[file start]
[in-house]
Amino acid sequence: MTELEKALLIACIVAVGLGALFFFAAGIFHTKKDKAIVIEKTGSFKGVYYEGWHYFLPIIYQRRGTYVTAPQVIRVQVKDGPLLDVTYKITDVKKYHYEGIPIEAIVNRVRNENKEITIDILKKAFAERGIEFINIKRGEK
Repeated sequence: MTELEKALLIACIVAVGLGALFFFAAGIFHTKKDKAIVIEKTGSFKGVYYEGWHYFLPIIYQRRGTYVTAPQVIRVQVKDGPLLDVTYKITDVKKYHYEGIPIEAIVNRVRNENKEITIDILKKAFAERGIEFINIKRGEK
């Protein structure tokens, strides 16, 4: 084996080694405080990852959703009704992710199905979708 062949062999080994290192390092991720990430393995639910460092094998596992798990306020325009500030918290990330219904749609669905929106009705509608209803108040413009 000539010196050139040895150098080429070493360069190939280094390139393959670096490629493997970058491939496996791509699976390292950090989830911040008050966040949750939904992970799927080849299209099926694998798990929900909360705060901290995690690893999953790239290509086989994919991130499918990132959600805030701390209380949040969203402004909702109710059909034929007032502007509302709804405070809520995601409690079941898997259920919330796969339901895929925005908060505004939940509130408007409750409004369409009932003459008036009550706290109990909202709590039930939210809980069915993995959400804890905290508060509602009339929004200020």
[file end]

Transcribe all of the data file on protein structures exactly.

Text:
[in-house]
Amino acid sequence: MTELEKALLIACIVAVGLGALFFFAAGIFHTKKDKAIVIEKTGSFKGVYYEGWHYFLPIIYQRRGTYVTAPQVIRVQVKDGPLLDVTYKITDVKKYHYEGIPIEAIVNRVRNENKEITIDILKKAFAERGIEFINIKRGEK
Repeated sequence: MTELEKALLIACIVAVGLGALFFFAAGIFHTKKDKAIVIEKTGSFKGVYYEGWHYFLPIIYQRRGTYVTAPQVIRVQVKDGPLLDVTYKITDVKKYHYEGIPIEAIVNRVRNENKEITIDILKKAFAERGIEFINIKRGEK
């Protein structure tokens, strides 16, 4: 084996080694405080990852959703009704992710199905979708 062949062999080994290192390092991720990430393995639910460092094998596992798990306020325009500030918290990330219904749609669905929106009705509608209803108040413009 000539010196050139040895150098080429070493360069190939280094390139393959670096490629493997970058491939496996791509699976390292950090989830911040008050966040949750939904992970799927080849299209099926694998798990929900909360705060901290995690690893999953790239290509086989994919991130499918990132959600805030701390209380949040969203402004909702109710059909034929007032502007509302709804405070809520995601409690079941898997259920919330796969339901895929925005908060505004939940509130408007409750409004369409009932003459008036009550706290109990909202709590039930939210809980069915993995959400804890905290508060509602009339929004200020």